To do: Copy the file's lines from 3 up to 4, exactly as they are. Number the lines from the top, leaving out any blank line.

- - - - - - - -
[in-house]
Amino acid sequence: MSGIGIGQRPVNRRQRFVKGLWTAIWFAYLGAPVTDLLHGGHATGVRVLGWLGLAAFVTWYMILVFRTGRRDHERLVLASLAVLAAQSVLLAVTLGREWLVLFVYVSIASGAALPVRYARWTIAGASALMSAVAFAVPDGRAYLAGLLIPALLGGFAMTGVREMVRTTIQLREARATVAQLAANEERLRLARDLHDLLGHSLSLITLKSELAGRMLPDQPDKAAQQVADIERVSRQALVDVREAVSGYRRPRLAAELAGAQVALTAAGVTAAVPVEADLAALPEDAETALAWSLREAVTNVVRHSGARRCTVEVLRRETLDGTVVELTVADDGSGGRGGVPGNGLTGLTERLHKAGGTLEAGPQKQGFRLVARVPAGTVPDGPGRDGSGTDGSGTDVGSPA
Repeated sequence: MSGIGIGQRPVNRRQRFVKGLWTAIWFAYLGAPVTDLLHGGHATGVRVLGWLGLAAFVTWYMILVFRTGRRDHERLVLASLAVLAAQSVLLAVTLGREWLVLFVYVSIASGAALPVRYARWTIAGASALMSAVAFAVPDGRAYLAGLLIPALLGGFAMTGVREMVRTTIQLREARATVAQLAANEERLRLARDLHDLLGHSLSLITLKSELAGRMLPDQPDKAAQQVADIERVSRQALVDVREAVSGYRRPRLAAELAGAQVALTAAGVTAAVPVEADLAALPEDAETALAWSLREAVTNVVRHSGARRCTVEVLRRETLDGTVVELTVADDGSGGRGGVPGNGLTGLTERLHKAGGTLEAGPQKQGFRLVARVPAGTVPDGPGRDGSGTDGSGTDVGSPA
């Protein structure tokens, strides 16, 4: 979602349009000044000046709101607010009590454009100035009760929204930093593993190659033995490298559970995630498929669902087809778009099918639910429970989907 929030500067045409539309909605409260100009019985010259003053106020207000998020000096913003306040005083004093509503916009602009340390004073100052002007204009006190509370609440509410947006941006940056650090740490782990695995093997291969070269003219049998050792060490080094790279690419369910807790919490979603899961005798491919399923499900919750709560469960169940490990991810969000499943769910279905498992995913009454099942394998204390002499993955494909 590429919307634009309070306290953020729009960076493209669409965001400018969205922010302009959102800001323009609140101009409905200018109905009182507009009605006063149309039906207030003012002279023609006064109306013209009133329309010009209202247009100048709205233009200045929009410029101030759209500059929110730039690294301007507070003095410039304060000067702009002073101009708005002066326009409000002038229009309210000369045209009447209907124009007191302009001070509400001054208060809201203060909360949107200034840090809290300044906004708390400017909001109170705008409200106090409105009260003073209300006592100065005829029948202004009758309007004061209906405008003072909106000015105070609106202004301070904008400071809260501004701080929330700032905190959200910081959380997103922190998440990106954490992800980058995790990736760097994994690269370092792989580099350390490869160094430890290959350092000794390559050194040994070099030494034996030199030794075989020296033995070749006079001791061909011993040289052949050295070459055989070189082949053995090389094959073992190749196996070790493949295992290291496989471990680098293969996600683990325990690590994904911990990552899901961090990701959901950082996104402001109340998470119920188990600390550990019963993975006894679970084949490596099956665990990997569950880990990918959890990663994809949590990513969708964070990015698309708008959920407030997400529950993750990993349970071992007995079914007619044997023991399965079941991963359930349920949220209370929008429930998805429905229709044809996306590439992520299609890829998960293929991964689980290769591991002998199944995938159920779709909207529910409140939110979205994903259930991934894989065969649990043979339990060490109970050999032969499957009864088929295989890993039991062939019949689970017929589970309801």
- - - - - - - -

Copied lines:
Repeated sequence: MSGIGIGQRPVNRRQRFVKGLWTAIWFAYLGAPVTDLLHGGHATGVRVLGWLGLAAFVTWYMILVFRTGRRDHERLVLASLAVLAAQSVLLAVTLGREWLVLFVYVSIASGAALPVRYARWTIAGASALMSAVAFAVPDGRAYLAGLLIPALLGGFAMTGVREMVRTTIQLREARATVAQLAANEERLRLARDLHDLLGHSLSLITLKSELAGRMLPDQPDKAAQQVADIERVSRQALVDVREAVSGYRRPRLAAELAGAQVALTAAGVTAAVPVEADLAALPEDAETALAWSLREAVTNVVRHSGARRCTVEVLRRETLDGTVVELTVADDGSGGRGGVPGNGLTGLTERLHKAGGTLEAGPQKQGFRLVARVPAGTVPDGPGRDGSGTDGSGTDVGSPA
């Protein structure tokens, strides 16, 4: 979602349009000044000046709101607010009590454009100035009760929204930093593993190659033995490298559970995630498929669902087809778009099918639910429970989907 929030500067045409539309909605409260100009019985010259003053106020207000998020000096913003306040005083004093509503916009602009340390004073100052002007204009006190509370609440509410947006941006940056650090740490782990695995093997291969070269003219049998050792060490080094790279690419369910807790919490979603899961005798491919399923499900919750709560469960169940490990991810969000499943769910279905498992995913009454099942394998204390002499993955494909 590429919307634009309070306290953020729009960076493209669409965001400018969205922010302009959102800001323009609140101009409905200018109905009182507009009605006063149309039906207030003012002279023609006064109306013209009133329309010009209202247009100048709205233009200045929009410029101030759209500059929110730039690294301007507070003095410039304060000067702009002073101009708005002066326009409000002038229009309210000369045209009447209907124009007191302009001070509400001054208060809201203060909360949107200034840090809290300044906004708390400017909001109170705008409200106090409105009260003073209300006592100065005829029948202004009758309007004061209906405008003072909106000015105070609106202004301070904008400071809260501004701080929330700032905190959200910081959380997103922190998440990106954490992800980058995790990736760097994994690269370092792989580099350390490869160094430890290959350092000794390559050194040994070099030494034996030199030794075989020296033995070749006079001791061909011993040289052949050295070459055989070189082949053995090389094959073992190749196996070790493949295992290291496989471990680098293969996600683990325990690590994904911990990552899901961090990701959901950082996104402001109340998470119920188990600390550990019963993975006894679970084949490596099956665990990997569950880990990918959890990663994809949590990513969708964070990015698309708008959920407030997400529950993750990993349970071992007995079914007619044997023991399965079941991963359930349920949220209370929008429930998805429905229709044809996306590439992520299609890829998960293929991964689980290769591991002998199944995938159920779709909207529910409140939110979205994903259930991934894989065969649990043979339990060490109970050999032969499957009864088929295989890993039991062939019949689970017929589970309801």